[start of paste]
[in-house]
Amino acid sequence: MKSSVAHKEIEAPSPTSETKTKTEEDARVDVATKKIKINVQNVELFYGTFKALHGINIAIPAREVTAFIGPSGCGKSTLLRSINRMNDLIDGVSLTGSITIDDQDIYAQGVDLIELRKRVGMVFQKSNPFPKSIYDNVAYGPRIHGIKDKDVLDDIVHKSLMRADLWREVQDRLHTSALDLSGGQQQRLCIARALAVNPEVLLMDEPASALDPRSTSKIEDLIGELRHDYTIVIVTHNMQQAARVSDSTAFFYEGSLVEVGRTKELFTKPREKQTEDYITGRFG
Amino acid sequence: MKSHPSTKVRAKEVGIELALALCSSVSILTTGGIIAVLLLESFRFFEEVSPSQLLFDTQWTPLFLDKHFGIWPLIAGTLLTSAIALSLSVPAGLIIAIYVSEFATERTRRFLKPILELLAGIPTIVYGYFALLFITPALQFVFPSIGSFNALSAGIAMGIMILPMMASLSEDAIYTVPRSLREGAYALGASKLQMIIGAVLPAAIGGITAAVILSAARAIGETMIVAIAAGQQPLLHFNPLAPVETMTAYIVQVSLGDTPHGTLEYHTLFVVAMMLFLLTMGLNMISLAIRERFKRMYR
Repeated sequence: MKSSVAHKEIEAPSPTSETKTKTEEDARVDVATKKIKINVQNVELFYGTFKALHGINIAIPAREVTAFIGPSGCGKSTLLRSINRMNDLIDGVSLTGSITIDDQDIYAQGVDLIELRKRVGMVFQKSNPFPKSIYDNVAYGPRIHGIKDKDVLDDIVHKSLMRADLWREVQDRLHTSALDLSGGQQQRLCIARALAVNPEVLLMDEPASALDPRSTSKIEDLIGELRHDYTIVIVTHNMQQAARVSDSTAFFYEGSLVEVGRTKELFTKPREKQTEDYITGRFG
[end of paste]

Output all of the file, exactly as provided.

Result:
[in-house]
Amino acid sequence: MKSSVAHKEIEAPSPTSETKTKTEEDARVDVATKKIKINVQNVELFYGTFKALHGINIAIPAREVTAFIGPSGCGKSTLLRSINRMNDLIDGVSLTGSITIDDQDIYAQGVDLIELRKRVGMVFQKSNPFPKSIYDNVAYGPRIHGIKDKDVLDDIVHKSLMRADLWREVQDRLHTSALDLSGGQQQRLCIARALAVNPEVLLMDEPASALDPRSTSKIEDLIGELRHDYTIVIVTHNMQQAARVSDSTAFFYEGSLVEVGRTKELFTKPREKQTEDYITGRFG
Amino acid sequence: MKSHPSTKVRAKEVGIELALALCSSVSILTTGGIIAVLLLESFRFFEEVSPSQLLFDTQWTPLFLDKHFGIWPLIAGTLLTSAIALSLSVPAGLIIAIYVSEFATERTRRFLKPILELLAGIPTIVYGYFALLFITPALQFVFPSIGSFNALSAGIAMGIMILPMMASLSEDAIYTVPRSLREGAYALGASKLQMIIGAVLPAAIGGITAAVILSAARAIGETMIVAIAAGQQPLLHFNPLAPVETMTAYIVQVSLGDTPHGTLEYHTLFVVAMMLFLLTMGLNMISLAIRERFKRMYR
Repeated sequence: MKSSVAHKEIEAPSPTSETKTKTEEDARVDVATKKIKINVQNVELFYGTFKALHGINIAIPAREVTAFIGPSGCGKSTLLRSINRMNDLIDGVSLTGSITIDDQDIYAQGVDLIELRKRVGMVFQKSNPFPKSIYDNVAYGPRIHGIKDKDVLDDIVHKSLMRADLWREVQDRLHTSALDLSGGQQQRLCIARALAVNPEVLLMDEPASALDPRSTSKIEDLIGELRHDYTIVIVTHNMQQAARVSDSTAFFYEGSLVEVGRTKELFTKPREKQTEDYITGRFG